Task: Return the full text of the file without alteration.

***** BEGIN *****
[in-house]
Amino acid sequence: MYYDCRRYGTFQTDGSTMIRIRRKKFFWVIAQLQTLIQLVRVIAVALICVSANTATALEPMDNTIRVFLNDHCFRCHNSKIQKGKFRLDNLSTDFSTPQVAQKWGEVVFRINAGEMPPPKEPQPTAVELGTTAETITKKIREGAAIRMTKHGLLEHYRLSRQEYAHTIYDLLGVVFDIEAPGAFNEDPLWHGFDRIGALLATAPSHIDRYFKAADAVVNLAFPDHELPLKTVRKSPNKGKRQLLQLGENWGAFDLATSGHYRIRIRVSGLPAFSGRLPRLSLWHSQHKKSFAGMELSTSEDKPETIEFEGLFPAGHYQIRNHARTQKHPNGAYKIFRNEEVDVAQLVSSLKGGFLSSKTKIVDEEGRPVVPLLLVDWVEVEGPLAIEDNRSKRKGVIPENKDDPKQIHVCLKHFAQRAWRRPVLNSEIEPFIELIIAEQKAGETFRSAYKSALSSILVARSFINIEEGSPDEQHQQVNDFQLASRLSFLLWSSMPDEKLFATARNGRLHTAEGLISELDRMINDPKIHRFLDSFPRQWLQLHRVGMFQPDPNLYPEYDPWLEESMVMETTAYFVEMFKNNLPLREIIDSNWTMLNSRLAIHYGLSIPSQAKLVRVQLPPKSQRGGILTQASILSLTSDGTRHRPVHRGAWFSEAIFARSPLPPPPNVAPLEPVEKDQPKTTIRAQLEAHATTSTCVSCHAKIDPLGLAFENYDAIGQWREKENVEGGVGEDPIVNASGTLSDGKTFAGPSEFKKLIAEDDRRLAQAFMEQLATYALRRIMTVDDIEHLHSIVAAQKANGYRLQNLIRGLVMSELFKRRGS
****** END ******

[in-house]
Amino acid sequence: MYYDCRRYGTFQTDGSTMIRIRRKKFFWVIAQLQTLIQLVRVIAVALICVSANTATALEPMDNTIRVFLNDHCFRCHNSKIQKGKFRLDNLSTDFSTPQVAQKWGEVVFRINAGEMPPPKEPQPTAVELGTTAETITKKIREGAAIRMTKHGLLEHYRLSRQEYAHTIYDLLGVVFDIEAPGAFNEDPLWHGFDRIGALLATAPSHIDRYFKAADAVVNLAFPDHELPLKTVRKSPNKGKRQLLQLGENWGAFDLATSGHYRIRIRVSGLPAFSGRLPRLSLWHSQHKKSFAGMELSTSEDKPETIEFEGLFPAGHYQIRNHARTQKHPNGAYKIFRNEEVDVAQLVSSLKGGFLSSKTKIVDEEGRPVVPLLLVDWVEVEGPLAIEDNRSKRKGVIPENKDDPKQIHVCLKHFAQRAWRRPVLNSEIEPFIELIIAEQKAGETFRSAYKSALSSILVARSFINIEEGSPDEQHQQVNDFQLASRLSFLLWSSMPDEKLFATARNGRLHTAEGLISELDRMINDPKIHRFLDSFPRQWLQLHRVGMFQPDPNLYPEYDPWLEESMVMETTAYFVEMFKNNLPLREIIDSNWTMLNSRLAIHYGLSIPSQAKLVRVQLPPKSQRGGILTQASILSLTSDGTRHRPVHRGAWFSEAIFARSPLPPPPNVAPLEPVEKDQPKTTIRAQLEAHATTSTCVSCHAKIDPLGLAFENYDAIGQWREKENVEGGVGEDPIVNASGTLSDGKTFAGPSEFKKLIAEDDRRLAQAFMEQLATYALRRIMTVDDIEHLHSIVAAQKANGYRLQNLIRGLVMSELFKRRGS